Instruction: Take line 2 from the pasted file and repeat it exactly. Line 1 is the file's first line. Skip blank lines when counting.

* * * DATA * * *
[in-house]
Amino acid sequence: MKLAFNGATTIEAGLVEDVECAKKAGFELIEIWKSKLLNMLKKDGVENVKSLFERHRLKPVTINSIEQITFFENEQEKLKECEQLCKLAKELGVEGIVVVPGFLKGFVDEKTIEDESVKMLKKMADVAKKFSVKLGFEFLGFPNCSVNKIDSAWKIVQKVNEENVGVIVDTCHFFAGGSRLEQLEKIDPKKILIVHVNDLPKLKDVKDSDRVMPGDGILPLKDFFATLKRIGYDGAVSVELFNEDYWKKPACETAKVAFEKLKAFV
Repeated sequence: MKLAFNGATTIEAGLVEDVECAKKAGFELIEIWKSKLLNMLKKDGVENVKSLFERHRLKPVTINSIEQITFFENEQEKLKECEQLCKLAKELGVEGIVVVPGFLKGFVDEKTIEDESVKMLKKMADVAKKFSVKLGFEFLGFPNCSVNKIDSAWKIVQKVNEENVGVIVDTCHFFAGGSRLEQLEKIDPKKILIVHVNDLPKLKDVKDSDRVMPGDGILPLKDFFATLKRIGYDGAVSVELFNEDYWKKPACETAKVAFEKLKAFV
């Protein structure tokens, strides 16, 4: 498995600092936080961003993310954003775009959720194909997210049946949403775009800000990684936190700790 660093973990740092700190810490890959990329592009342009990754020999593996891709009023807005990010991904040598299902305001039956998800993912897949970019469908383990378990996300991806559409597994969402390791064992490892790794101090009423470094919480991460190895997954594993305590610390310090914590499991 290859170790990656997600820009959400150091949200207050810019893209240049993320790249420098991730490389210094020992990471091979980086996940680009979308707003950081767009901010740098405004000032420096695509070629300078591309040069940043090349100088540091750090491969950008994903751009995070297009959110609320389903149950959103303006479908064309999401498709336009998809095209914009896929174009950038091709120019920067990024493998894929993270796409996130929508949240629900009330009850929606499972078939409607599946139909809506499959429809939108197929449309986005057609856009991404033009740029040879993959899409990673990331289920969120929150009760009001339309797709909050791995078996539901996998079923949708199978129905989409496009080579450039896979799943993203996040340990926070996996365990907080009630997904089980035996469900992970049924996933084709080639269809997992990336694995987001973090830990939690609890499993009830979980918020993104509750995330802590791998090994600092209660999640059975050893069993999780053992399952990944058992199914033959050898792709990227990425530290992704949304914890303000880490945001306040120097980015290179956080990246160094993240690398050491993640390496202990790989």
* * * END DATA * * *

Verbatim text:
Amino acid sequence: MKLAFNGATTIEAGLVEDVECAKKAGFELIEIWKSKLLNMLKKDGVENVKSLFERHRLKPVTINSIEQITFFENEQEKLKECEQLCKLAKELGVEGIVVVPGFLKGFVDEKTIEDESVKMLKKMADVAKKFSVKLGFEFLGFPNCSVNKIDSAWKIVQKVNEENVGVIVDTCHFFAGGSRLEQLEKIDPKKILIVHVNDLPKLKDVKDSDRVMPGDGILPLKDFFATLKRIGYDGAVSVELFNEDYWKKPACETAKVAFEKLKAFV